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Wolf population protection and livestock production create a tricky balance.

March 21, 2024

5 Min Read
A wolf looking straight into a camera lens
CONTROL THE PACK: Minnesota has the largest gray wolf population in the 48 contiguous states, and that is a problem for cattle producers in the wolf habitat areas. Joe McDonald/Getty Images

by Olivia Sip

A top priority for the Minnesota State Cattlemen’s Association is advocating for the delisting of the gray wolf.

Kaitlyn Root, executive director of the MSCA, says, “There are over 2,900 wolves in the state of Minnesota, and we have producers that struggle losing calves to wolves, which is a really big deal.”

Miles Kuschel, a rancher and Minnesota Farm Bureau board director from Sebeka, Minn., explains that there have been wolves on his family’s ranch for over 20 years causing frustration among the ranching community because they are federally protected.

“Ranchers don’t have the ability to protect their own livestock, and that is when it is really challenging,” says Kuschel.

The state had control of wolf management in 2012-14, which left ranchers with a positive attitude because they had the ability to protect their livestock.

“Whether they are listed or not listed, delisted or relisted, [it] is really challenging for not only livestock producers but for law enforcement because they have to keep up with whether they are on or off, or if they have to call a state or federal trapper. … This has added a lot of confusion,” Kuschel explains.

When a beef producer has a calf killed, they can report the death as a wolf kill and can get indemnity funds from the Minnesota Department of Agriculture. It can be difficult to identify a wolf kill because there isn’t always enough left to find; however, if there is a verifiable wolf kill, officials will have the federal trappers come in, explains Root.

“The gray wolf was put on the endangered species list for a reason; however, we feel having this many wolves in the state of Minnesota [is] a reason to delist the gray wolf and properly manage it,” says Root.

Kuschel explains, “The frustrating thing for anybody that is in the conservation field — whether you are a livestock producer, [member of the Department of Natural Resources] or wildlife connoisseur in the Great Lakes area — is that the gray wolf should be the poster child for the success story of the Endangered Species Act. … A species that was on the brink of extinction, to literally bring them back to three times the population of their stated goal is a success story in itself.”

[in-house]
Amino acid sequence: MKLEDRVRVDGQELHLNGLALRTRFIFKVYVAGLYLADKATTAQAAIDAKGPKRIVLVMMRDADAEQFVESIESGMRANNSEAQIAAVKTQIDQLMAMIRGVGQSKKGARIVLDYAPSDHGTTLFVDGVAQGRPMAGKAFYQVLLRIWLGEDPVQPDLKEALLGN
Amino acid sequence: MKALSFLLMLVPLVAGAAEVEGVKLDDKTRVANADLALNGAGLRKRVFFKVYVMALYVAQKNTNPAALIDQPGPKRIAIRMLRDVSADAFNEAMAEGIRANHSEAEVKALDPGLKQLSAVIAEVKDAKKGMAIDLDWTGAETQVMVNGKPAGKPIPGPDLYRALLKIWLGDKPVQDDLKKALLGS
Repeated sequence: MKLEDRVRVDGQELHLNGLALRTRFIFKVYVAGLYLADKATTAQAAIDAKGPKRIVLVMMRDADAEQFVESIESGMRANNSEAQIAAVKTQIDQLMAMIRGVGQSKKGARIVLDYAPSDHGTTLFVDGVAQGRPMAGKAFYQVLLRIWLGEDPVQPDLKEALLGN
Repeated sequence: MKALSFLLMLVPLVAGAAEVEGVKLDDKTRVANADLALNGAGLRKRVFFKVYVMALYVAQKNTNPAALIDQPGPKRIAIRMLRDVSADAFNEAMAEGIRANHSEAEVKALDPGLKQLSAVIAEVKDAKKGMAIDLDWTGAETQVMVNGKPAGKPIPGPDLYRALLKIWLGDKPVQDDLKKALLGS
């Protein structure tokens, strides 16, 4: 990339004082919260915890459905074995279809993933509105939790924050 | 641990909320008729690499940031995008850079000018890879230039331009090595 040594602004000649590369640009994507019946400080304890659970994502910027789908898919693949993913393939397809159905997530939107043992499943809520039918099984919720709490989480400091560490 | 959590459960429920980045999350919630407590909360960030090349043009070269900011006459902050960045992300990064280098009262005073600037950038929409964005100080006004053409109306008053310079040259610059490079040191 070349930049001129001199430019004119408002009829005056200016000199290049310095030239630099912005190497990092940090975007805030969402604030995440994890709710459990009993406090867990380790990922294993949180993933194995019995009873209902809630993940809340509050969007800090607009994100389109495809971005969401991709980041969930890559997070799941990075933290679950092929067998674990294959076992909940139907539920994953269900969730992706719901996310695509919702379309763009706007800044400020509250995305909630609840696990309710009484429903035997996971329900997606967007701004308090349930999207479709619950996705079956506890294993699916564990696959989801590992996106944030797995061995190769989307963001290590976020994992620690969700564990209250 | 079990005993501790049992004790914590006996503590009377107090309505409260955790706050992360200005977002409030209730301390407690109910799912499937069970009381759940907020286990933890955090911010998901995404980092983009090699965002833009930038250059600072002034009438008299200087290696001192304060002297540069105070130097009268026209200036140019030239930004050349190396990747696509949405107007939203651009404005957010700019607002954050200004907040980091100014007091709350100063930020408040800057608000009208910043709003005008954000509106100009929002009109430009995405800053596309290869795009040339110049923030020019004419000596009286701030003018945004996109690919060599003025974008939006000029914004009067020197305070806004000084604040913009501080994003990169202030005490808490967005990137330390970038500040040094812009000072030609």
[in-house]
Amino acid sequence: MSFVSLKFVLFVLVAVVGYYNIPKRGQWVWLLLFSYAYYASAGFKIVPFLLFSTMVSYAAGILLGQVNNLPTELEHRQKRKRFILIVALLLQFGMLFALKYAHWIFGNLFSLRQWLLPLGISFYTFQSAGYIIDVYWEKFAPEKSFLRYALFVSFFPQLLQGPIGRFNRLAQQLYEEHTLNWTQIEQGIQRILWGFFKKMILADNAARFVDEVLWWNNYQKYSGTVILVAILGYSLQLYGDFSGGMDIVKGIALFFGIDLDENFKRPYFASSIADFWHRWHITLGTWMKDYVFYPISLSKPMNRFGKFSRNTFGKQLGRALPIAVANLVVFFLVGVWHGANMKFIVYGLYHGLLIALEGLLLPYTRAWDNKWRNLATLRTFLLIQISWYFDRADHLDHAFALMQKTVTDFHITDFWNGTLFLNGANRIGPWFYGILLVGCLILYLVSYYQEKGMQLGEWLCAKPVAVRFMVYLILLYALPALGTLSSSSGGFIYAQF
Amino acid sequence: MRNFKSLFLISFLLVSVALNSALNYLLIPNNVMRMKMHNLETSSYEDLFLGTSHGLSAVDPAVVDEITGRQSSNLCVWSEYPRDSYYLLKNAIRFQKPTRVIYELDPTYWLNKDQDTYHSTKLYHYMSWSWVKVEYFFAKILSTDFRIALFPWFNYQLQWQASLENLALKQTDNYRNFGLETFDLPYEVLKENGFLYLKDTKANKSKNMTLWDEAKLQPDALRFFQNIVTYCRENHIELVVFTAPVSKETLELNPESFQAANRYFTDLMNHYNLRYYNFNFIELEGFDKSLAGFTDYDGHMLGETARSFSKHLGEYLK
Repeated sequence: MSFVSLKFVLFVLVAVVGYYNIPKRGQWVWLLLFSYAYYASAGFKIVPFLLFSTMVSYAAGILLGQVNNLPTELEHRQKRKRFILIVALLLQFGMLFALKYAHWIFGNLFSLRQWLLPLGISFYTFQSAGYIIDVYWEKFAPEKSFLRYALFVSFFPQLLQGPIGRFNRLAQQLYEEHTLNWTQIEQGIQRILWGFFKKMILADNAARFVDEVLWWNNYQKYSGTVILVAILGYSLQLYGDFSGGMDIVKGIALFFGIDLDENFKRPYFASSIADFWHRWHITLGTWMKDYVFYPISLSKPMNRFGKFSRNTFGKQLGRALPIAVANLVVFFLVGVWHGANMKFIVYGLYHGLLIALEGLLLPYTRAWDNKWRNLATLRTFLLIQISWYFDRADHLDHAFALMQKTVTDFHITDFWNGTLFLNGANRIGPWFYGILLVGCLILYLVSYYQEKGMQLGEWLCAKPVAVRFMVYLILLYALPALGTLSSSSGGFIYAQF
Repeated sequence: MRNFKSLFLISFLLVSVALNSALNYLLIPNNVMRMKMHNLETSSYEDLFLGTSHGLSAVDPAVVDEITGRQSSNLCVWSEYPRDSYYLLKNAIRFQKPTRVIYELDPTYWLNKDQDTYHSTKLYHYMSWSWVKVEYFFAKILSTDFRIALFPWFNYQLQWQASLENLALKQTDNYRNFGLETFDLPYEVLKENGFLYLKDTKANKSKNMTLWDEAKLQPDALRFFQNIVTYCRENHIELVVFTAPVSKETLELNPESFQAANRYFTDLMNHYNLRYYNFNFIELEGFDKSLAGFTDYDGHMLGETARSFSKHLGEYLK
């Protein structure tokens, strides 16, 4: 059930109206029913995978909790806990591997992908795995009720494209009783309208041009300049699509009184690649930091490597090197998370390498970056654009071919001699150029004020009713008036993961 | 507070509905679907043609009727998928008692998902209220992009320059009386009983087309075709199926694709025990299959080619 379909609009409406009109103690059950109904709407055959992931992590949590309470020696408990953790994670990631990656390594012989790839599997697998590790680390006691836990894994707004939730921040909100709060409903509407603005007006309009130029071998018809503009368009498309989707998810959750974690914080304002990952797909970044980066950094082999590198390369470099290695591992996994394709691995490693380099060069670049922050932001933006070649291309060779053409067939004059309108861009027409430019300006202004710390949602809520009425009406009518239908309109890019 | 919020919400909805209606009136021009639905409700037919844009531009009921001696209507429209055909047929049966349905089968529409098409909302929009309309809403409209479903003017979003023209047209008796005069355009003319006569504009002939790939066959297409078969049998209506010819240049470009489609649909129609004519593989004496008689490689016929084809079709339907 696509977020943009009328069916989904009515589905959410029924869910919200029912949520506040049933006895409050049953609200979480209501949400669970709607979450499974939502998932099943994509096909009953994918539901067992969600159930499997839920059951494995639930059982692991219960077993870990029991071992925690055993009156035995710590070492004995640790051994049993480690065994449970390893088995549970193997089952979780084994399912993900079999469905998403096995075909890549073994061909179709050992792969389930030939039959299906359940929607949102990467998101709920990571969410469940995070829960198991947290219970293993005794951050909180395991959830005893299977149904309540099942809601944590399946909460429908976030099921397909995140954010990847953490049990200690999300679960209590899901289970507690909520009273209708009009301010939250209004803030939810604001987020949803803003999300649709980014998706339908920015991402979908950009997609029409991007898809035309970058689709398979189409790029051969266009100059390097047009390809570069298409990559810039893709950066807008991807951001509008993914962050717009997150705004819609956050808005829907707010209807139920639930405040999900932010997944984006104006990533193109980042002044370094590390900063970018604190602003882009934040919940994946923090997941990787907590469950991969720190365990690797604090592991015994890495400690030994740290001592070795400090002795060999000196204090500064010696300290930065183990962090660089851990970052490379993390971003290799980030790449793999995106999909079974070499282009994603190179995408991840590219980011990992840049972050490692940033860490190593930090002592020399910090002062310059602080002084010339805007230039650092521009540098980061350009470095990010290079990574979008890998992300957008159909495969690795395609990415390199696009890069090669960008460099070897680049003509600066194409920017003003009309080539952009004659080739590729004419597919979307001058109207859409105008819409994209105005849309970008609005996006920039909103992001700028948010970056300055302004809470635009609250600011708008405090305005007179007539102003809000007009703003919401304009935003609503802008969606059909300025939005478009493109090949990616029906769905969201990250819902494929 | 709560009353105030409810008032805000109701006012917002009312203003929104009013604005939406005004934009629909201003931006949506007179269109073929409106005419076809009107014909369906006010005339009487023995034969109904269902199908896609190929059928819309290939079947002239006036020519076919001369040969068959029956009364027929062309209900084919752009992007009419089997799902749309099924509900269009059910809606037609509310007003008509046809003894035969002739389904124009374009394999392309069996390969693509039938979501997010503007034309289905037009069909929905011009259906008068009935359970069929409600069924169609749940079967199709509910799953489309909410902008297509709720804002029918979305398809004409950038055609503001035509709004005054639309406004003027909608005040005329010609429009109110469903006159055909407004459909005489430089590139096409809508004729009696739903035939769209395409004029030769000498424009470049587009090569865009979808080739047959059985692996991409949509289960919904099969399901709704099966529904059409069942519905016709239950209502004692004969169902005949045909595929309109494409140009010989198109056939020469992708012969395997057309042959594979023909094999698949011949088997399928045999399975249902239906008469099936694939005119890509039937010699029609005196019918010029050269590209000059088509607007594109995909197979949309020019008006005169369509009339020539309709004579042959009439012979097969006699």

However, keeping them on the list is management because the No. 1 killer of wolves is other wolves since they are very territorial, explains Kuschel.

Minnesota leads the pack

“Several wolf issues get categorized as coyote issues depending on the lack of knowledge and/or evidence from the agency officials doing the reporting,” says Kuschel.

As the wolf territory continues to expand into central and western Minnesota, people are just not familiar with the wolf situation, explains Kuschel.

Minnesota and Wisconsin have a lot of wolf packs compared with other states, as Minnesota has the most wolves out of all the lower 48.

“We are kind of incomparable to other states that have wolves just because we have so many because we have a good habitat for the wolves to survive on,” explains Root.

In January 2021, wolves were removed from the endangered species list, and management was returned to the states. In February 2022, wolves were declared a federally protected, threatened species in the contiguous 48 states and Mexico.

Currently, there are no updated rule changes in Minnesota for the delisting of the gray wolf; however, the MSCA is continuing to have discussions with state representatives.

The MSCA will be in Washington, D.C., this April to have discussions on key issues for Minnesota beef producers.

Root stresses that the delisting of the gray wolf will be a top discussion.

“Congressman Pete Stauber and Congresswoman Michelle Fischbach have been advocates for this issue,” says Root.

Also, the Minnesota Farm Bureau Federation has been heavily involved in the delisting of the gray wolf since it regained population and producers started having livestock losses, Kuschel says.

“Back in the ’90s, we had one of our former board members, who served on the first wolf plan task force in 1998, then rolled out two years later with the wolf plan,” says Kuschel. “This plan was a very comprehensive management plan that served both the livestock producers and the Minnesota DNR extremely well when it had the opportunity to be enacted in 2012, 2013 and 2014.”

As the plan was being evaluated, the governor felt the need to update it, so Kuschel had the opportunity to be part of the wolf management plan update for the past three years.

“We have been heavily involved both on scene and behind the scenes, lobbying for members’ voices and concerns to our elected officials on what damage wolves can do,” says Kuschel. “The mantra that wolves only go after the sick and the weak is absolutely false; I’ve seen firsthand where they have sport-killed 23 sheep, which was shocking to see.”

When Kuschel served on the wolf management update, there was a concern that some people wanted to wipe out all the wolves.

Kuschel explains, “I don’t have an issue with wolves, but livestock producers have an issue when they attack livestock.”

Root strongly encourages every producer who has a calf kill or injury by a wolf to contact the DNR.

“It is important to report a kill or injury because it is then documented, letting us know how many calls we are getting per year,” explains Root. “Continue to reach out to your representatives, advocating for this cause.”

Sip writes from Ada, Minn.

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